Married comics keep love alive with romance and roasting on ‘Endless Honeymoon’ podcast

Comedians Natasha Leggero and Moshe Kasher, shown enjoying refreshments in their backyard in Los Angeles, offer relationship advice to listeners in their “The Endless Honeymoon” podcast.
(Francine Orr / Los Angeles Times)
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You don’t want to ask Moshe Kasher about composting toilets. The comedian admits as much: “You don’t want to ask me about composting toilets.” But it’s too late — he’s on a roll.

“Listen,” Kasher says, “They are the future. They use no water. They don’t smell. This is a Cadillac Desert. And we will eventually be using composting toilets. It’s the right thing to do and the tasty way to do it.”

“They don’t need plumbing,” Kasher’s wife, fellow comedian Natasha Leggero, adds. “You just have to get down on your knees and start cranking it with dirt. The flush is you churning dirt over and over.”

For all of her input, it’s clear that Leggero, 48, didn’t always know this much about eco-friendly waste disposal prior to marrying Kasher in 2015. But absorbing bits of information about your partner’s niche interests is, for better or worse, part of long-term monogamy, and this is just one of the many pearls of wisdom Leggero and Kasher impart via their relationship advice podcast, “The Endless Honeymoon.”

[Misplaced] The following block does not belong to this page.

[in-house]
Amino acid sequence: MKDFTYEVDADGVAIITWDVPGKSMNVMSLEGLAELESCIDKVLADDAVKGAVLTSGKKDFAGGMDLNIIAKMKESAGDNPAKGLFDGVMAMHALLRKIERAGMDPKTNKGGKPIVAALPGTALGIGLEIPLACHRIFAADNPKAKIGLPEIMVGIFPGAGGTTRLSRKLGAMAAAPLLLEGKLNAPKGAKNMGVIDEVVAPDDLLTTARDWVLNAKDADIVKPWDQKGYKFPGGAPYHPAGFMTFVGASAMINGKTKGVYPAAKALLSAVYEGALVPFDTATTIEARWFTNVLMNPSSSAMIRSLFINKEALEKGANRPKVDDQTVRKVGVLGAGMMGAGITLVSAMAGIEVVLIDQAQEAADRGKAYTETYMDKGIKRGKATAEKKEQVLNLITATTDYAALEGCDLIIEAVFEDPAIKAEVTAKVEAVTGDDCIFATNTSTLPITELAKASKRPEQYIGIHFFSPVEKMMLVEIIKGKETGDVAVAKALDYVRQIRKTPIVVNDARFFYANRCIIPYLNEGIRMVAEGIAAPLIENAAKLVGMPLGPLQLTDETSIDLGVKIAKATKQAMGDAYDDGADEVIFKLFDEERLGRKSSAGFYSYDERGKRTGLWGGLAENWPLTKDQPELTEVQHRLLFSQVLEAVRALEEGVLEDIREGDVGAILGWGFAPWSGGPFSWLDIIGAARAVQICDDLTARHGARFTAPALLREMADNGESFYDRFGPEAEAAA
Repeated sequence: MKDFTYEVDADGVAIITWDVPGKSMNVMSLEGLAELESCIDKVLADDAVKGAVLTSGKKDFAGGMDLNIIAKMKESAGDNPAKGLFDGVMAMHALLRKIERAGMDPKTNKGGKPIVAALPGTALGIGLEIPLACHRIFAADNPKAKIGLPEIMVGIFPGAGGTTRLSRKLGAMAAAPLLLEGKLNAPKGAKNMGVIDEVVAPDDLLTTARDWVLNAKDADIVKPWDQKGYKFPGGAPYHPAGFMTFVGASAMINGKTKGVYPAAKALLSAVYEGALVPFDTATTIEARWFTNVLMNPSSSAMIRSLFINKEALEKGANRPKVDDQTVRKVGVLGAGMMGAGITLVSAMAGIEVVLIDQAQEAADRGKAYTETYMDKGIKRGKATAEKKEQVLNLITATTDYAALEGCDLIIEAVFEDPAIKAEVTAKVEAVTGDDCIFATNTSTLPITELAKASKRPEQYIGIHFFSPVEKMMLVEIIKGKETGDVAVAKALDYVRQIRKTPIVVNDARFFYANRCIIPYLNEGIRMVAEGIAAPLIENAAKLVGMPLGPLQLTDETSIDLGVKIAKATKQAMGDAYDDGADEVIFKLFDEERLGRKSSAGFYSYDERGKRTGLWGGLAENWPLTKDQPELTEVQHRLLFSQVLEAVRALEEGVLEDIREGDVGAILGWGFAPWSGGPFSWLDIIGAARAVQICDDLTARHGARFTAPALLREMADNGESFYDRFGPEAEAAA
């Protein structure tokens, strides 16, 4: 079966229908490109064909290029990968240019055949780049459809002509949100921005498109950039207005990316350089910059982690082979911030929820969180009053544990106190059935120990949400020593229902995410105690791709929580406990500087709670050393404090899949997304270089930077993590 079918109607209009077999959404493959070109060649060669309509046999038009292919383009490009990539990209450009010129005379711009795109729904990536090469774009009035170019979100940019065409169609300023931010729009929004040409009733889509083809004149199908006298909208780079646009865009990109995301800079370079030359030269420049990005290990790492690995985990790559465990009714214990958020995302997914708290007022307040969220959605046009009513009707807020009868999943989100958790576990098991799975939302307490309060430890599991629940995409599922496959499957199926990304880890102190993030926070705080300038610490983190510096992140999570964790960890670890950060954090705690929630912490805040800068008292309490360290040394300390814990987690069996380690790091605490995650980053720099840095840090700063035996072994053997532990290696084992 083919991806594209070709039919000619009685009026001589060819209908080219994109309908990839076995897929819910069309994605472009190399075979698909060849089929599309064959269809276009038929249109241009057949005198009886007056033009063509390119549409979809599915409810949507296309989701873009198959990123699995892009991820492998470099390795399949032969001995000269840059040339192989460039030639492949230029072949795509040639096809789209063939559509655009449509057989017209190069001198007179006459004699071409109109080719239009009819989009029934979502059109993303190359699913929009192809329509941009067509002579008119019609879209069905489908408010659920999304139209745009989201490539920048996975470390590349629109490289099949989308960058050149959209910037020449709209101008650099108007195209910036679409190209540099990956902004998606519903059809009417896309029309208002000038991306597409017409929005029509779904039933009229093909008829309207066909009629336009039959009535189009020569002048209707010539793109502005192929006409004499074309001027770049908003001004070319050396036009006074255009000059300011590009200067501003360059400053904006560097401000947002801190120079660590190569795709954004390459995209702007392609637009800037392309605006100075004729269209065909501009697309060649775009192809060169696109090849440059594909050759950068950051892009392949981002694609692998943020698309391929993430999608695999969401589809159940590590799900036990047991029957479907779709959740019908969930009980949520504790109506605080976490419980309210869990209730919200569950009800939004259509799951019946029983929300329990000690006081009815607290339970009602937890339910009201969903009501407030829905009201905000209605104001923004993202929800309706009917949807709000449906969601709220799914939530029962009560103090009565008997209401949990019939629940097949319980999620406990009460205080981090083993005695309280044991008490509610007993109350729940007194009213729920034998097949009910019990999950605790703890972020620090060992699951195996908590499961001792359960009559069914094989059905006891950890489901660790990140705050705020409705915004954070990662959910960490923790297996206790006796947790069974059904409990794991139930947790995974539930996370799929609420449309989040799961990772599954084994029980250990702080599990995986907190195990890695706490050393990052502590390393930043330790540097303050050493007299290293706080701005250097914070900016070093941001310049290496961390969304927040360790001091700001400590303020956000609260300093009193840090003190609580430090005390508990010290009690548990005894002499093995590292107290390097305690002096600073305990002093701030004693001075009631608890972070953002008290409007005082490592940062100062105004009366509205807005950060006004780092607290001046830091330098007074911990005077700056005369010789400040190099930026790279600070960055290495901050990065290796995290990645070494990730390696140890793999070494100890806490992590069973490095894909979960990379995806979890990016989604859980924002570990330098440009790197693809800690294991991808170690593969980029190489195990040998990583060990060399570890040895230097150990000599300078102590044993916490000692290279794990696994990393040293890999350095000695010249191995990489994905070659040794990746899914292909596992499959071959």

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Though their podcast technically launched in 2019, it has evolved into a multifaceted vehicle for Kasher and Leggero to grow their comedy careers and stay financially afloat during the pandemic. Also, the hosts just really like hanging out together. At least, that was the initial justification for combining their live acts, where Leggero and Kasher would each perform for 30 minutes and then proceed to roast couples in the audience as a third segment. “We just wanted to go on the road together,” Kasher, 42, says. “We were tired of going on the road separately. Then we did a theater tour, and Netflix saw it and they wanted to do a special. And then came the podcast. It all felt very organic.” Next week, the couple continues their honeymoon with the streamer when they bring the live version of their podcast to the Masonic Lodge on May 3 as part of the massive Netflix Is a Joke Fest.

One key difference with the couple’s podcast versus live show, however, is that Kasher and Leggero tend to offer legitimate advice on “relationships, marriage and life” to callers, whereas they generally save roasts for live settings. As for what qualifies two comedians to be love life coaches? Well, you’d be surprised. “It’s such an obvious fit for comedians,” Leggero said. “Comedians kind of think they know everything anyway. Plus, Moshe was in AA for like 20 years, and he was a religious studies major. And I had, like, 15 long-term relationships that had failed. So I felt like we did just have a lot of experience.”